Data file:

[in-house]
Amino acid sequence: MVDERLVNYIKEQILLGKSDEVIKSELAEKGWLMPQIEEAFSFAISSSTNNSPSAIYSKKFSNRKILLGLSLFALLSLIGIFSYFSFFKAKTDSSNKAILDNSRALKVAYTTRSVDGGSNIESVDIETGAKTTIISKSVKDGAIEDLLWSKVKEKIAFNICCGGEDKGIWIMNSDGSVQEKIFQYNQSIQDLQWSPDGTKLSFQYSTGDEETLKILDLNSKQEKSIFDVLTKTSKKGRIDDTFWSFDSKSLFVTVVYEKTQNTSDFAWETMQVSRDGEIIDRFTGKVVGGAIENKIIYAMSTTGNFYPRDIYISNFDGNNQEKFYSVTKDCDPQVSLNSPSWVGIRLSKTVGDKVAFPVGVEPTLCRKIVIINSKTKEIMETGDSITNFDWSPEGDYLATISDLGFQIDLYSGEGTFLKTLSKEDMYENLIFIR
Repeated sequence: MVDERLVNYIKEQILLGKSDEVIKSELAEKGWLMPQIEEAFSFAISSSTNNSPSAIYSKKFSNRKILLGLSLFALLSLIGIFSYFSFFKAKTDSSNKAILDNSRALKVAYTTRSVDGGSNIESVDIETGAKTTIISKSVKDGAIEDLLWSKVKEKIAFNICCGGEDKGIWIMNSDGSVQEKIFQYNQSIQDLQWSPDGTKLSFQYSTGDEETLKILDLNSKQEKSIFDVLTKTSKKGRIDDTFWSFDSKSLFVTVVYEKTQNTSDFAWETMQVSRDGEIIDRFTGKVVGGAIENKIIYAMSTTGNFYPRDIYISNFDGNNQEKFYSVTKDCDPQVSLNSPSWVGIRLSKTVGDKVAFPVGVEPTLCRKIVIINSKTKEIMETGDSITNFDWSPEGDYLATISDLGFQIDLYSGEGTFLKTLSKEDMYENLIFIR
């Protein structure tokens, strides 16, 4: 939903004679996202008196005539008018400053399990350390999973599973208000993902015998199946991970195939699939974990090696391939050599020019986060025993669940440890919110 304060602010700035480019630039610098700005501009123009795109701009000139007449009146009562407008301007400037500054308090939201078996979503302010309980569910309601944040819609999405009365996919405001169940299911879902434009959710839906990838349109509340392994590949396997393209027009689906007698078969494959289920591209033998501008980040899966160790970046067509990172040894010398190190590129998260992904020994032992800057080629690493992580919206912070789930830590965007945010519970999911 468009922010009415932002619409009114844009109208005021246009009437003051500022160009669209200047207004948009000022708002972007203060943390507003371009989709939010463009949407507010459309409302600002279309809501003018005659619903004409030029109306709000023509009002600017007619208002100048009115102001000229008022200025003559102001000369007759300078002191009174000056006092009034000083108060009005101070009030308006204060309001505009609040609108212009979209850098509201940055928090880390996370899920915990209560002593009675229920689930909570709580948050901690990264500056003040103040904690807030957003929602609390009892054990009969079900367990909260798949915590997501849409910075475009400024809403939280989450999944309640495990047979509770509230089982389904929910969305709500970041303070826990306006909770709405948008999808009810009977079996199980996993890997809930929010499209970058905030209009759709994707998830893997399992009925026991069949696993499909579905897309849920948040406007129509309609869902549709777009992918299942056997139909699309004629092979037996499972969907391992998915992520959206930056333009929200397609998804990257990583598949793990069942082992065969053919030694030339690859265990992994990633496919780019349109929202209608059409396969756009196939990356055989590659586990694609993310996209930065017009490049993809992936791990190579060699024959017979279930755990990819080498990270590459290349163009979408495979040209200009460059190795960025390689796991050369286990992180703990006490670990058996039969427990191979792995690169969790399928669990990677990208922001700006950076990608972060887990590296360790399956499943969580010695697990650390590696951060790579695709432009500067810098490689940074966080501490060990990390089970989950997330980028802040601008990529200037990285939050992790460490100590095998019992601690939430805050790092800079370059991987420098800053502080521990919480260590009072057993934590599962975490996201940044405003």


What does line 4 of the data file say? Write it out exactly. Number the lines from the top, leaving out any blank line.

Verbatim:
């Protein structure tokens, strides 16, 4: 939903004679996202008196005539008018400053399990350390999973599973208000993902015998199946991970195939699939974990090696391939050599020019986060025993669940440890919110 304060602010700035480019630039610098700005501009123009795109701009000139007449009146009562407008301007400037500054308090939201078996979503302010309980569910309601944040819609999405009365996919405001169940299911879902434009959710839906990838349109509340392994590949396997393209027009689906007698078969494959289920591209033998501008980040899966160790970046067509990172040894010398190190590129998260992904020994032992800057080629690493992580919206912070789930830590965007945010519970999911 468009922010009415932002619409009114844009109208005021246009009437003051500022160009669209200047207004948009000022708002972007203060943390507003371009989709939010463009949407507010459309409302600002279309809501003018005659619903004409030029109306709000023509009002600017007619208002100048009115102001000229008022200025003559102001000369007759300078002191009174000056006092009034000083108060009005101070009030308006204060309001505009609040609108212009979209850098509201940055928090880390996370899920915990209560002593009675229920689930909570709580948050901690990264500056003040103040904690807030957003929602609390009892054990009969079900367990909260798949915590997501849409910075475009400024809403939280989450999944309640495990047979509770509230089982389904929910969305709500970041303070826990306006909770709405948008999808009810009977079996199980996993890997809930929010499209970058905030209009759709994707998830893997399992009925026991069949696993499909579905897309849920948040406007129509309609869902549709777009992918299942056997139909699309004629092979037996499972969907391992998915992520959206930056333009929200397609998804990257990583598949793990069942082992065969053919030694030339690859265990992994990633496919780019349109929202209608059409396969756009196939990356055989590659586990694609993310996209930065017009490049993809992936791990190579060699024959017979279930755990990819080498990270590459290349163009979408495979040209200009460059190795960025390689796991050369286990992180703990006490670990058996039969427990191979792995690169969790399928669990990677990208922001700006950076990608972060887990590296360790399956499943969580010695697990650390590696951060790579695709432009500067810098490689940074966080501490060990990390089970989950997330980028802040601008990529200037990285939050992790460490100590095998019992601690939430805050790092800079370059991987420098800053502080521990919480260590009072057993934590599962975490996201940044405003």